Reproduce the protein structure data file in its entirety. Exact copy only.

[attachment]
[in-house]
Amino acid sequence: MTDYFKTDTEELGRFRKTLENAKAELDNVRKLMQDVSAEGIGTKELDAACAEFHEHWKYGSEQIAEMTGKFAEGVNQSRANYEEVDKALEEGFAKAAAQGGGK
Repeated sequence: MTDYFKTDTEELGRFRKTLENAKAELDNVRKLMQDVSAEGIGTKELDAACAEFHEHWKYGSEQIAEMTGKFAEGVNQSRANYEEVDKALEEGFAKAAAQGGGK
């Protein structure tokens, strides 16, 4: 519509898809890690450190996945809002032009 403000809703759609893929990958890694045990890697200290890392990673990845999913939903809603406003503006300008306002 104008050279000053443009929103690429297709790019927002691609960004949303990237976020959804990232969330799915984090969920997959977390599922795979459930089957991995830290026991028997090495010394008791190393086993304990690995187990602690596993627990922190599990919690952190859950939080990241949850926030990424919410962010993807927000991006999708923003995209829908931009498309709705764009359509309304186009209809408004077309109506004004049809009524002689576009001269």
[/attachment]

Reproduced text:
[in-house]
Amino acid sequence: MTDYFKTDTEELGRFRKTLENAKAELDNVRKLMQDVSAEGIGTKELDAACAEFHEHWKYGSEQIAEMTGKFAEGVNQSRANYEEVDKALEEGFAKAAAQGGGK
Repeated sequence: MTDYFKTDTEELGRFRKTLENAKAELDNVRKLMQDVSAEGIGTKELDAACAEFHEHWKYGSEQIAEMTGKFAEGVNQSRANYEEVDKALEEGFAKAAAQGGGK
């Protein structure tokens, strides 16, 4: 519509898809890690450190996945809002032009 403000809703759609893929990958890694045990890697200290890392990673990845999913939903809603406003503006300008306002 104008050279000053443009929103690429297709790019927002691609960004949303990237976020959804990232969330799915984090969920997959977390599922795979459930089957991995830290026991028997090495010394008791190393086993304990690995187990602690596993627990922190599990919690952190859950939080990241949850926030990424919410962010993807927000991006999708923003995209829908931009498309709705764009359509309304186009209809408004077309109506004004049809009524002689576009001269």